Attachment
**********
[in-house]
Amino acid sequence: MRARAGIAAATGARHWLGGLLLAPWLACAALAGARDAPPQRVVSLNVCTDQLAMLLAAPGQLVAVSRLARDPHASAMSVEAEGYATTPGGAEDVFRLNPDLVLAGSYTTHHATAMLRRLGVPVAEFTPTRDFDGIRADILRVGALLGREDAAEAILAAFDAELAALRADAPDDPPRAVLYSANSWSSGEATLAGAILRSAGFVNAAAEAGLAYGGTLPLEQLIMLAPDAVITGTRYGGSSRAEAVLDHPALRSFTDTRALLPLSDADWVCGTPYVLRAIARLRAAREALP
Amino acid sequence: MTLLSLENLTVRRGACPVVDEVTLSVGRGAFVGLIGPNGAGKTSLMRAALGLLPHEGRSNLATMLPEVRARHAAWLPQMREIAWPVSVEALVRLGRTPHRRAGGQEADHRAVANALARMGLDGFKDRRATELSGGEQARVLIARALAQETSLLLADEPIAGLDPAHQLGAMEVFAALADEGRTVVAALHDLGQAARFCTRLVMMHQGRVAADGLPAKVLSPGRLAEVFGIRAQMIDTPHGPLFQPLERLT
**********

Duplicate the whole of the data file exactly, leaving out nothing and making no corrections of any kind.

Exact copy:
[in-house]
Amino acid sequence: MRARAGIAAATGARHWLGGLLLAPWLACAALAGARDAPPQRVVSLNVCTDQLAMLLAAPGQLVAVSRLARDPHASAMSVEAEGYATTPGGAEDVFRLNPDLVLAGSYTTHHATAMLRRLGVPVAEFTPTRDFDGIRADILRVGALLGREDAAEAILAAFDAELAALRADAPDDPPRAVLYSANSWSSGEATLAGAILRSAGFVNAAAEAGLAYGGTLPLEQLIMLAPDAVITGTRYGGSSRAEAVLDHPALRSFTDTRALLPLSDADWVCGTPYVLRAIARLRAAREALP
Amino acid sequence: MTLLSLENLTVRRGACPVVDEVTLSVGRGAFVGLIGPNGAGKTSLMRAALGLLPHEGRSNLATMLPEVRARHAAWLPQMREIAWPVSVEALVRLGRTPHRRAGGQEADHRAVANALARMGLDGFKDRRATELSGGEQARVLIARALAQETSLLLADEPIAGLDPAHQLGAMEVFAALADEGRTVVAALHDLGQAARFCTRLVMMHQGRVAADGLPAKVLSPGRLAEVFGIRAQMIDTPHGPLFQPLERLT